After a long primary season, it appears that the American people will have a choice between Hillary Clinton, the likely Democratic nominee, and Donald Trump, the likely Republican nominee. Despite the relative uniqueness of each candidate, there’s an old proverb that says the only thing we learn from new elections is that we learned nothing from the last one. In the summer of 2016, we once again face an election where the winner may dictate the future of health care in this country. It is important to understand each candidate’s stance on health care.
As part of the Affordable Care Act (ACA), one of the many excise taxes imposed by this act is again quickly approaching. The Patient-Centered Outcomes Research Institute (PCORI) fee is an excise tax imposed on health insurance issuers and plan sponsors of self-insured health plans effective for plan years ending on or after Oct. 1, 2012. The fee is calculated at $2.08 per covered life for plan years ending after Oct. 1, 2014 but before Oct. 1, 2015 and increases to $2.17 per covered life for those plan years ending on or after Oct. 1, 2015 and before Oct. 1, 2016. This fee is due by July 31 each year with increases corresponding to the medical inflation rate all the way through the 2019 plan year.
The IRS recently released Notice 2016-4 in which the Service has extended the due date for companies required to distribute Forms 1095-B Health Coverage, or 1095-C Employer-Provided Health Insurance Offer and Coverage. Employers and insurance providers alike will now have until March 31, 2016 to distribute Forms 1095 to their respective individuals, the previous deadline was February 1, 2016. The timing for filing these forms with the IRS has also been extended from February 29, 2016 to May 31, 2016, and slightly longer for those companies required to submit their forms electronically. The automatic extension was granted to provide companies additional time to implement the new systems and procedures necessary to accurately report health care coverage information to the individuals and the Service.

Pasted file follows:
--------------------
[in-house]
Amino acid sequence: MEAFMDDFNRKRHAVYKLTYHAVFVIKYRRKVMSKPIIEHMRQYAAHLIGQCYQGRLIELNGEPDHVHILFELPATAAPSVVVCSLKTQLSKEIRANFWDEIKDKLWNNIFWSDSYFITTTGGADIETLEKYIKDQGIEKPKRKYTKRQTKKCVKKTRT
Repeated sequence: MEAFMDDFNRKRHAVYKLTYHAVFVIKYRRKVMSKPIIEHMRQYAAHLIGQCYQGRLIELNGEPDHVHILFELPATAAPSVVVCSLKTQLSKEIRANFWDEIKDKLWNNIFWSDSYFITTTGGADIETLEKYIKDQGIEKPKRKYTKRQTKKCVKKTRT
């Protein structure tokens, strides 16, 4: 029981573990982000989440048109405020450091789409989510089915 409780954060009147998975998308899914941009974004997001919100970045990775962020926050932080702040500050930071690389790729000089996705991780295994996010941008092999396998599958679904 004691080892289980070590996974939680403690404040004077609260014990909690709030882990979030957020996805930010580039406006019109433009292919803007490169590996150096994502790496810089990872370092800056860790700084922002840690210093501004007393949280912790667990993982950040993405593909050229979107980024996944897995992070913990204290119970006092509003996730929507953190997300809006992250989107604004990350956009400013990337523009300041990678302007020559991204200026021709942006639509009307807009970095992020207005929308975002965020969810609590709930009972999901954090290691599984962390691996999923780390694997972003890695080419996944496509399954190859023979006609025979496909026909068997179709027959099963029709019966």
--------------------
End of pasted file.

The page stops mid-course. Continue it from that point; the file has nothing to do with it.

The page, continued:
The IRS has released finalized versions of two important tax forms that employers and all health insurance providers will need to file for the 2015 calendar year.
Individuals who participate in a health insurance plan with a "high deductible" are permitted a tax deduction for contributions to qualified HSAs.